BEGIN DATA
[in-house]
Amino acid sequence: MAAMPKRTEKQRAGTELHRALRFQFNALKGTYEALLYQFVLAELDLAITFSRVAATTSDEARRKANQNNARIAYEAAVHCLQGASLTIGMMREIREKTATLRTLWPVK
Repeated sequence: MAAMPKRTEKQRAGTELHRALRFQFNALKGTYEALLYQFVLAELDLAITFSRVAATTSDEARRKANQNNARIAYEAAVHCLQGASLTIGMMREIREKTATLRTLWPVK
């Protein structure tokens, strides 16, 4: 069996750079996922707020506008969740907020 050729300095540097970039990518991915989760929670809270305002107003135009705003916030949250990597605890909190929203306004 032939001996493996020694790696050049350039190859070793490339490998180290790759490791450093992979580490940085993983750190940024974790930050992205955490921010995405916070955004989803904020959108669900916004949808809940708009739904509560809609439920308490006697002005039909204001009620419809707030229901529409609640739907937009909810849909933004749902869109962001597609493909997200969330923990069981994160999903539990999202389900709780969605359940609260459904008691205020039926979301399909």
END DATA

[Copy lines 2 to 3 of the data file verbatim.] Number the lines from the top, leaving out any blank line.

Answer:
Amino acid sequence: MAAMPKRTEKQRAGTELHRALRFQFNALKGTYEALLYQFVLAELDLAITFSRVAATTSDEARRKANQNNARIAYEAAVHCLQGASLTIGMMREIREKTATLRTLWPVK
Repeated sequence: MAAMPKRTEKQRAGTELHRALRFQFNALKGTYEALLYQFVLAELDLAITFSRVAATTSDEARRKANQNNARIAYEAAVHCLQGASLTIGMMREIREKTATLRTLWPVK